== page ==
No, this isn't a review, but until I write more content befitting another category, the Reviews section is where this entry will remain.

I'm going to go category-by-category through the winners of the 2015 Oscars, a ceremony that I thankfully did not watch, although I was exposed to ABC's atrocious consolation prize to those of us unfortunate enough not to have cable, which was their live backstage coverage. Oy.

Best Short Film, Live Action

Winner: The Phone Call (called it)

Although I did not see this film - nor any of the other short films, save for one - I am not entirely surprised that it took home the gold. It is the only one that features big-name stars (that is, Mike Leigh veterans Sally Hawkins and the voice of Jim Broadbent), in addition to maintaining a motif that carried over into the documentary short victor: that of a suicide hotline. The short films section is one that is often ripe for misery, and from what I hear, The Phone Call is no exception.

Best Short Film, Animated

Winner: Feast (called it)

This is the only short I had seen, because it played before another of the night's winners, Big Hero 6. Feast may be slight, but like the previous Disney-backed winner, Paperman (which played before Wreck-It Ralph), it tells a delightfully wordless story that is of perfect length and just the right amount of sentimentality. If only Disney could adopt such rigor in its feature-length offerings, both animated and live action.

Best Documentary, Short Subject

Winner: Crisis Hotline: Veterans Press 1 (called it)

Like the aforementioned The Phone Call, this film is concerned with a suicide hotline, the users of which are detailed in the title. The Academy has never met a war theme it didn't like to reward (in a different year, American Sniper could have cleaned up), and the fact that this one is as (allegedly) grim as it is provides only sweeter icing on the cake.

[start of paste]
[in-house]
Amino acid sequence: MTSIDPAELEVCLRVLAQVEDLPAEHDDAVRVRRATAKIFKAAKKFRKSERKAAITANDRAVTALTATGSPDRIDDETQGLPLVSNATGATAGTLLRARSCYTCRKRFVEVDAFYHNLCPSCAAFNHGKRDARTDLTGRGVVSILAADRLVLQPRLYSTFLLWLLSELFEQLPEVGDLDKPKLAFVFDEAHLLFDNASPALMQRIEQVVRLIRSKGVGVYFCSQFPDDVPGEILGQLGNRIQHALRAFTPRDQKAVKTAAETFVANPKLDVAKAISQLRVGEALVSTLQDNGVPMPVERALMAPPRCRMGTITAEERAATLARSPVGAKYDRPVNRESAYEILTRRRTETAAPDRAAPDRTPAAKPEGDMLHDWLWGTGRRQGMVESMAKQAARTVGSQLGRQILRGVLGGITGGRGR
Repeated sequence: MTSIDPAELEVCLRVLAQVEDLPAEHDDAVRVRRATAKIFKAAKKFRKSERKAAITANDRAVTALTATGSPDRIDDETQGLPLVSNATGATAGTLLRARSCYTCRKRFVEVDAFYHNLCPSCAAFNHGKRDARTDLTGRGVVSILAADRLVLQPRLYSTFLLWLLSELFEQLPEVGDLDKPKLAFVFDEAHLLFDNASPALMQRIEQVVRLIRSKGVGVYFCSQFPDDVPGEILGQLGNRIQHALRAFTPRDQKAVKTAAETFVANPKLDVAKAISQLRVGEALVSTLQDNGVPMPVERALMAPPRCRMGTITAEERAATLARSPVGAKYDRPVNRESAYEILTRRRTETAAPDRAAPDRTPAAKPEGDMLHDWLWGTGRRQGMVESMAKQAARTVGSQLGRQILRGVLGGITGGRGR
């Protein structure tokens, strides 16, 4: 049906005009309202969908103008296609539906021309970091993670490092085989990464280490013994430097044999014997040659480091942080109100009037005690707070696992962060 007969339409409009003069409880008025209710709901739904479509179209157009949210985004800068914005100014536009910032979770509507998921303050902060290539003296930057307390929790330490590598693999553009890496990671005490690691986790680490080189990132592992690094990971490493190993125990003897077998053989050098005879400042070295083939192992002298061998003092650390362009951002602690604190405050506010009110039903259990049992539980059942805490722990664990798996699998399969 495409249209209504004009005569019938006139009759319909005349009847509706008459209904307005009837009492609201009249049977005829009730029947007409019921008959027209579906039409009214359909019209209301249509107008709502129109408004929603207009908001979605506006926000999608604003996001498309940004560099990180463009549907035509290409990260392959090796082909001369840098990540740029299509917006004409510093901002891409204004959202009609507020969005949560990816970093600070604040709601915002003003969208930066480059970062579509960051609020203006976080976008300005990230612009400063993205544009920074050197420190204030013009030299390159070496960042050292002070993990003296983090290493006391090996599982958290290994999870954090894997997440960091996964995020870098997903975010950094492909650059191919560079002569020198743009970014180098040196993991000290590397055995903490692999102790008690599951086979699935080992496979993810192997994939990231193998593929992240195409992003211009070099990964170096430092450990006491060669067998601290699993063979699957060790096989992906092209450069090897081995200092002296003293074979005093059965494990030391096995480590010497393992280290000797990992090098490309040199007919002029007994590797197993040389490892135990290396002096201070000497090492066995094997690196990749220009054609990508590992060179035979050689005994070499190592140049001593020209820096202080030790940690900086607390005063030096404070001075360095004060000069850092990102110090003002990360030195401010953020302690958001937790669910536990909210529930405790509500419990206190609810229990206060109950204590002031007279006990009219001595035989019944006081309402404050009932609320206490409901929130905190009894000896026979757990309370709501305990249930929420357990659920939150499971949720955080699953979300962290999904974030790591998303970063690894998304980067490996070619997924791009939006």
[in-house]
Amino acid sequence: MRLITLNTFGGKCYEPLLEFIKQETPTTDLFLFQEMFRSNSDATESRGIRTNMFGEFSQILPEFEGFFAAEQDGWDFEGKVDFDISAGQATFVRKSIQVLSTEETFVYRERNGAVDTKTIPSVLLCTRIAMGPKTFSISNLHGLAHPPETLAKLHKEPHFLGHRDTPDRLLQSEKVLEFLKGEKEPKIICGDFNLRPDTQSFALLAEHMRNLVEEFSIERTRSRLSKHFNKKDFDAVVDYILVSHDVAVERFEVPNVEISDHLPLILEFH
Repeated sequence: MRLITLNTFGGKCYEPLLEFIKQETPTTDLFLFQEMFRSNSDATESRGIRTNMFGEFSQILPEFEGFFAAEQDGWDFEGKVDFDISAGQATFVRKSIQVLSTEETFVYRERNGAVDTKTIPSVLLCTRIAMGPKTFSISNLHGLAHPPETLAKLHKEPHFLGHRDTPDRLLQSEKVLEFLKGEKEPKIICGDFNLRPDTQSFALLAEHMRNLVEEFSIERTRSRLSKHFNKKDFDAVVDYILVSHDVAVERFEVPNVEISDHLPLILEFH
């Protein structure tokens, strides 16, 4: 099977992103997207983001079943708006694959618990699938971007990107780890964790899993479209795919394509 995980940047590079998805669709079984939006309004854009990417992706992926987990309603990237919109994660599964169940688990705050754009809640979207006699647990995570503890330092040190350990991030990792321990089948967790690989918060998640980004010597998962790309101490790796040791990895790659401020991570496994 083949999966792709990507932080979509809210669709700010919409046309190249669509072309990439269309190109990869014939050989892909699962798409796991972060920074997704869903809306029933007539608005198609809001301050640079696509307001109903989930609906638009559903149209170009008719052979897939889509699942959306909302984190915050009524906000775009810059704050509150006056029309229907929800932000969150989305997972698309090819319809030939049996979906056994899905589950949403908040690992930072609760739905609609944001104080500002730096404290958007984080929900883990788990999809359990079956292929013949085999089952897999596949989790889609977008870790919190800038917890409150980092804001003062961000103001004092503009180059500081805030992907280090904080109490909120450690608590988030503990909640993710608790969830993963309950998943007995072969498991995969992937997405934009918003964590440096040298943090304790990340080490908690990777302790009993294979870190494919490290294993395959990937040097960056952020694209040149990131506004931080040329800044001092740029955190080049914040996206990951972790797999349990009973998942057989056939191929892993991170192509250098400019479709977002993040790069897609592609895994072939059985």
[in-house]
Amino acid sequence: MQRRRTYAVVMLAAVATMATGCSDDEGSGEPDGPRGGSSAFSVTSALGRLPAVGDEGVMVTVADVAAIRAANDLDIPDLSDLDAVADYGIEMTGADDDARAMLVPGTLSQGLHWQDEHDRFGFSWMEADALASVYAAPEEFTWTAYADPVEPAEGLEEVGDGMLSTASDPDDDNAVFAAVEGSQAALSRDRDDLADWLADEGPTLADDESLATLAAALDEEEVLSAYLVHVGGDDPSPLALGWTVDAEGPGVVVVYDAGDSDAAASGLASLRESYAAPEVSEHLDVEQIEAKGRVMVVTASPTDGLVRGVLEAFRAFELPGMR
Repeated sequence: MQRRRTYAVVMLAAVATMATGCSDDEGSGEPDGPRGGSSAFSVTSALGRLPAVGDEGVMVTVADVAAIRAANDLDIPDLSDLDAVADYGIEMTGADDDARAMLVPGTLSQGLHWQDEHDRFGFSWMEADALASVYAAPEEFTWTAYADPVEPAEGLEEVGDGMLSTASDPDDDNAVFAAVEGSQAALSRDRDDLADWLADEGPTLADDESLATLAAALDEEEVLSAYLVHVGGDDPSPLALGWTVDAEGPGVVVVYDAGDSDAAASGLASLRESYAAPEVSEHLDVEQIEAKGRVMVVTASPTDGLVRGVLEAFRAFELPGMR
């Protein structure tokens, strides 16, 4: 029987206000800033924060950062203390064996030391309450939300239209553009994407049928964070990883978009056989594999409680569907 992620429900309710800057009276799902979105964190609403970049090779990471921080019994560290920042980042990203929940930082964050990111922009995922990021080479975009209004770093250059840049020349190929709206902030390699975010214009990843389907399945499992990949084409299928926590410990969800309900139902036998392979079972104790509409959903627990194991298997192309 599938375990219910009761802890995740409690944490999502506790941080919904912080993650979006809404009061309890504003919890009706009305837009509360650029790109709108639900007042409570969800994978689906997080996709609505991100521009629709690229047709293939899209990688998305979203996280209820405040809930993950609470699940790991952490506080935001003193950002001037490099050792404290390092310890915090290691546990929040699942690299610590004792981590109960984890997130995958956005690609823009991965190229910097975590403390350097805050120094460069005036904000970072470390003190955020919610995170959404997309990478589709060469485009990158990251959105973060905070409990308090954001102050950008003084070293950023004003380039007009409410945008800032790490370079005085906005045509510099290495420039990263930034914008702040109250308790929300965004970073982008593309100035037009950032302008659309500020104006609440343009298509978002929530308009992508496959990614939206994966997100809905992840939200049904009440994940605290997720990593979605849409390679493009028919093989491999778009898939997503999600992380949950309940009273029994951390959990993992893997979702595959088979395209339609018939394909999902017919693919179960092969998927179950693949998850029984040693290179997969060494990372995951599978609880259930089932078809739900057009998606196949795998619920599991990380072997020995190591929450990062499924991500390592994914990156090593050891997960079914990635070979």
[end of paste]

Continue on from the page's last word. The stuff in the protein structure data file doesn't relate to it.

Best Documentary, Feature

Winner: Citizenfour (called it)

Laura Poitras's you-are-there portrait of Edward Snowden is the most effective horror film of 2014. Poitras wisely pulls back as much as possible from her subject, editorializing little and showing much about Snowden and the ugly state of affairs he revealed about the world. It would have been shocking had any other film taken the statue, perhaps almost as shocking as the absence of Steve James' documentary about Roger Ebert, someone who acknowledged the cultural ubiquity of the Academy in his reviews without actually granting it any real power or relevance.

Best Achievement in Visual Effects

Winner: Interstellar (called it)

The ambition of Christopher Nolan's space epic had perhaps worse odds stacked against it than its characters do against the enormity of their circumstances. It was nigh-impossible for the film to live up to its expectations - and it certainly fails to do so in the realm of storytelling - but one area that it exceeded all was in visual effects. Setting aside the purported verisimilitude of the black/wormholes, the film is an absolute joy to look at and just have wash over you. Some canny editor in the future will hack out all the shmoopy emotional stuff that handicaps Nolan and distill the film to its essential properties. I'm only disappointed to see that Nolan's DP, Hoyt van Hoytema, went unrecognized this year.

 Best Achievement in Sound Editing

Winner: American Sniper (called it)

Every year, I think I come a little bit closer to understanding the distinction between sound editing and mixing. I'd like to think that editing refers to the timing of the sound effects and how well they work in concert with what is happening visually. In that respect, American Sniper certainly did earn its award, as its aural impact can have a tendency to snap you back into reality if you get distracted by some of its more manufactured narrative aspects (i.e. the forced rivalry between Chris Kyle and the mute, mono-dimensional Mustafa).